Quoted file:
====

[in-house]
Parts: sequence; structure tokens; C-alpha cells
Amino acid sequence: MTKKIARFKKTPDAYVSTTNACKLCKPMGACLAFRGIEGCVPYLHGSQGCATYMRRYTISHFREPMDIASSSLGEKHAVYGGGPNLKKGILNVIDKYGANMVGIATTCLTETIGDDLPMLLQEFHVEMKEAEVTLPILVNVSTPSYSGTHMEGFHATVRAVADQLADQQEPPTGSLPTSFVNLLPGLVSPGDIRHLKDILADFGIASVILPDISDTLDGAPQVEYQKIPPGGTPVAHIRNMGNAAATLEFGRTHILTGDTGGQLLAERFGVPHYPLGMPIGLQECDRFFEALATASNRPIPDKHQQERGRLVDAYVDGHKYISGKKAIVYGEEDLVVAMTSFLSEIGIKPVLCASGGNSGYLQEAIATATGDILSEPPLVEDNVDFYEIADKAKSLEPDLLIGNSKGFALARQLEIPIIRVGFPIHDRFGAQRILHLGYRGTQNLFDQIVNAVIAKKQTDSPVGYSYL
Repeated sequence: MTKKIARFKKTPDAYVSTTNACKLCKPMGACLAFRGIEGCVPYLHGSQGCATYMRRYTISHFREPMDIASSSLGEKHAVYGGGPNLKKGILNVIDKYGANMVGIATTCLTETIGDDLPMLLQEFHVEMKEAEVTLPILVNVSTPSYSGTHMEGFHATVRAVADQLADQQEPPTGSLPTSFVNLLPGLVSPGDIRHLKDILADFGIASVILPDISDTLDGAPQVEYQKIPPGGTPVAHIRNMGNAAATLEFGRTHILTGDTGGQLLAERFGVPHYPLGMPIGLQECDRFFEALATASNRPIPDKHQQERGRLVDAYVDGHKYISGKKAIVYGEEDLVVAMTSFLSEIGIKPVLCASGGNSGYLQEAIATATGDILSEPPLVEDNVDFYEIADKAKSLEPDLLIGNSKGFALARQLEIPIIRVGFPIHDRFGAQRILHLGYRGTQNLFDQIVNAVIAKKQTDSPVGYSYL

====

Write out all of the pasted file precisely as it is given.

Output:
[in-house]
Parts: sequence; structure tokens; C-alpha cells
Amino acid sequence: MTKKIARFKKTPDAYVSTTNACKLCKPMGACLAFRGIEGCVPYLHGSQGCATYMRRYTISHFREPMDIASSSLGEKHAVYGGGPNLKKGILNVIDKYGANMVGIATTCLTETIGDDLPMLLQEFHVEMKEAEVTLPILVNVSTPSYSGTHMEGFHATVRAVADQLADQQEPPTGSLPTSFVNLLPGLVSPGDIRHLKDILADFGIASVILPDISDTLDGAPQVEYQKIPPGGTPVAHIRNMGNAAATLEFGRTHILTGDTGGQLLAERFGVPHYPLGMPIGLQECDRFFEALATASNRPIPDKHQQERGRLVDAYVDGHKYISGKKAIVYGEEDLVVAMTSFLSEIGIKPVLCASGGNSGYLQEAIATATGDILSEPPLVEDNVDFYEIADKAKSLEPDLLIGNSKGFALARQLEIPIIRVGFPIHDRFGAQRILHLGYRGTQNLFDQIVNAVIAKKQTDSPVGYSYL
Repeated sequence: MTKKIARFKKTPDAYVSTTNACKLCKPMGACLAFRGIEGCVPYLHGSQGCATYMRRYTISHFREPMDIASSSLGEKHAVYGGGPNLKKGILNVIDKYGANMVGIATTCLTETIGDDLPMLLQEFHVEMKEAEVTLPILVNVSTPSYSGTHMEGFHATVRAVADQLADQQEPPTGSLPTSFVNLLPGLVSPGDIRHLKDILADFGIASVILPDISDTLDGAPQVEYQKIPPGGTPVAHIRNMGNAAATLEFGRTHILTGDTGGQLLAERFGVPHYPLGMPIGLQECDRFFEALATASNRPIPDKHQQERGRLVDAYVDGHKYISGKKAIVYGEEDLVVAMTSFLSEIGIKPVLCASGGNSGYLQEAIATATGDILSEPPLVEDNVDFYEIADKAKSLEPDLLIGNSKGFALARQLEIPIIRVGFPIHDRFGAQRILHLGYRGTQNLFDQIVNAVIAKKQTDSPVGYSYL